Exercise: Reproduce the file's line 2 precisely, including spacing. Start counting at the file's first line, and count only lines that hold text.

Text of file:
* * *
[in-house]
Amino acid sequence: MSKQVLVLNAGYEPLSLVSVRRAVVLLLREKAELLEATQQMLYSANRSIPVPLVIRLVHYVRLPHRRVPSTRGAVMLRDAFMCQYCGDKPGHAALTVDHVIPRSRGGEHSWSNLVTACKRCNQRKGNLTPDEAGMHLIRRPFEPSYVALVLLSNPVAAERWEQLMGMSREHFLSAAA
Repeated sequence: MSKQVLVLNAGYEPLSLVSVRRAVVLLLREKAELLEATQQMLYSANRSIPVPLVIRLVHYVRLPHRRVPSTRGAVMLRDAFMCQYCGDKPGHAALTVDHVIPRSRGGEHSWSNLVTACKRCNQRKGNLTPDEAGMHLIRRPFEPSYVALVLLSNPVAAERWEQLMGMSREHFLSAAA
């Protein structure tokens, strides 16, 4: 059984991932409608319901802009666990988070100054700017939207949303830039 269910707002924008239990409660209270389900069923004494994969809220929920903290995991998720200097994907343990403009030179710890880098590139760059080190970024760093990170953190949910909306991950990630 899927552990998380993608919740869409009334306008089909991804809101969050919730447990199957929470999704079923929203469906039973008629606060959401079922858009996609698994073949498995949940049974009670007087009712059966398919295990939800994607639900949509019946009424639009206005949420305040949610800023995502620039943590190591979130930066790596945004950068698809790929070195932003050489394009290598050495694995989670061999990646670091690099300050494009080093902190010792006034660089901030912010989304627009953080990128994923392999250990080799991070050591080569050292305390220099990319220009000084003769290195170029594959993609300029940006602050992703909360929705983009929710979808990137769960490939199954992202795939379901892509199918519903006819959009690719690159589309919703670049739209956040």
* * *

Amino acid sequence: MSKQVLVLNAGYEPLSLVSVRRAVVLLLREKAELLEATQQMLYSANRSIPVPLVIRLVHYVRLPHRRVPSTRGAVMLRDAFMCQYCGDKPGHAALTVDHVIPRSRGGEHSWSNLVTACKRCNQRKGNLTPDEAGMHLIRRPFEPSYVALVLLSNPVAAERWEQLMGMSREHFLSAAA